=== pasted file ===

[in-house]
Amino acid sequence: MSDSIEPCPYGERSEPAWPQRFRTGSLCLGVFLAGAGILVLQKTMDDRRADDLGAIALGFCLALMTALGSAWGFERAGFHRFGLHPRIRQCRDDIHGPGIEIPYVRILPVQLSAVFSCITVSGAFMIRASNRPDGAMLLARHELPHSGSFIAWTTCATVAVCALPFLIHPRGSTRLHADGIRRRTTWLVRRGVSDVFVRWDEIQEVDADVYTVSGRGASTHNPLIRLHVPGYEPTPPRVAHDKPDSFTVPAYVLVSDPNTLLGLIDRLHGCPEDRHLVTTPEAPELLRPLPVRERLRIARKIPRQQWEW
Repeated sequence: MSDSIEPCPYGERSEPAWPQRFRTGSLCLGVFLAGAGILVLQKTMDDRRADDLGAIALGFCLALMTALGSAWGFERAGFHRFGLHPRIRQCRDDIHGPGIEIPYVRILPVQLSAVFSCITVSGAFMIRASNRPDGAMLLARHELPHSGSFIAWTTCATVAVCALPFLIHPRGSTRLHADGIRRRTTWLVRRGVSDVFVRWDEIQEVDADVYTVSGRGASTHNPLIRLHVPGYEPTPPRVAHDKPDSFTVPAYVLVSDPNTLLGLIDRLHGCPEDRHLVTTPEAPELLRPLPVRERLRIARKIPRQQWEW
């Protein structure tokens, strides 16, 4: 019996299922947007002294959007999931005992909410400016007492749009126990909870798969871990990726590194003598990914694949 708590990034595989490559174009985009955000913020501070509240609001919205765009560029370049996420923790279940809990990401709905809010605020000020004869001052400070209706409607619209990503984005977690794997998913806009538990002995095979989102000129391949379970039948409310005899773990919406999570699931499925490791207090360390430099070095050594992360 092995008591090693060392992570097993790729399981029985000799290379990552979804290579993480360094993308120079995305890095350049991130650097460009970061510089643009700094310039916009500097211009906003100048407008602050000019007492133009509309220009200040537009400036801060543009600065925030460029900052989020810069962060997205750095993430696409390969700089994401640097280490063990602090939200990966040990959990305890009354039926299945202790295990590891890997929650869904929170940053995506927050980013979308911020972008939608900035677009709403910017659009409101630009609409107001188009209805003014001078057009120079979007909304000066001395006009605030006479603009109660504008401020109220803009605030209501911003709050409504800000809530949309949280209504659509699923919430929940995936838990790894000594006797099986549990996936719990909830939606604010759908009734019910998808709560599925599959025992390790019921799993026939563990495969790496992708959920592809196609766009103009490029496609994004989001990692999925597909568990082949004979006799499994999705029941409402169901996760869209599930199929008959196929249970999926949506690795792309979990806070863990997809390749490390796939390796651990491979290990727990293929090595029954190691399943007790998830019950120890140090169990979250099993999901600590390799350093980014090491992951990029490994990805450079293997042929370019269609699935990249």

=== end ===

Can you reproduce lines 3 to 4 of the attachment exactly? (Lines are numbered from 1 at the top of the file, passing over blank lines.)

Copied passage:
Repeated sequence: MSDSIEPCPYGERSEPAWPQRFRTGSLCLGVFLAGAGILVLQKTMDDRRADDLGAIALGFCLALMTALGSAWGFERAGFHRFGLHPRIRQCRDDIHGPGIEIPYVRILPVQLSAVFSCITVSGAFMIRASNRPDGAMLLARHELPHSGSFIAWTTCATVAVCALPFLIHPRGSTRLHADGIRRRTTWLVRRGVSDVFVRWDEIQEVDADVYTVSGRGASTHNPLIRLHVPGYEPTPPRVAHDKPDSFTVPAYVLVSDPNTLLGLIDRLHGCPEDRHLVTTPEAPELLRPLPVRERLRIARKIPRQQWEW
């Protein structure tokens, strides 16, 4: 019996299922947007002294959007999931005992909410400016007492749009126990909870798969871990990726590194003598990914694949 708590990034595989490559174009985009955000913020501070509240609001919205765009560029370049996420923790279940809990990401709905809010605020000020004869001052400070209706409607619209990503984005977690794997998913806009538990002995095979989102000129391949379970039948409310005899773990919406999570699931499925490791207090360390430099070095050594992360 092995008591090693060392992570097993790729399981029985000799290379990552979804290579993480360094993308120079995305890095350049991130650097460009970061510089643009700094310039916009500097211009906003100048407008602050000019007492133009509309220009200040537009400036801060543009600065925030460029900052989020810069962060997205750095993430696409390969700089994401640097280490063990602090939200990966040990959990305890009354039926299945202790295990590891890997929650869904929170940053995506927050980013979308911020972008939608900035677009709403910017659009409101630009609409107001188009209805003014001078057009120079979007909304000066001395006009605030006479603009109660504008401020109220803009605030209501911003709050409504800000809530949309949280209504659509699923919430929940995936838990790894000594006797099986549990996936719990909830939606604010759908009734019910998808709560599925599959025992390790019921799993026939563990495969790496992708959920592809196609766009103009490029496609994004989001990692999925597909568990082949004979006799499994999705029941409402169901996760869209599930199929008959196929249970999926949506690795792309979990806070863990997809390749490390796939390796651990491979290990727990293929090595029954190691399943007790998830019950120890140090169990979250099993999901600590390799350093980014090491992951990029490994990805450079293997042929370019269609699935990249």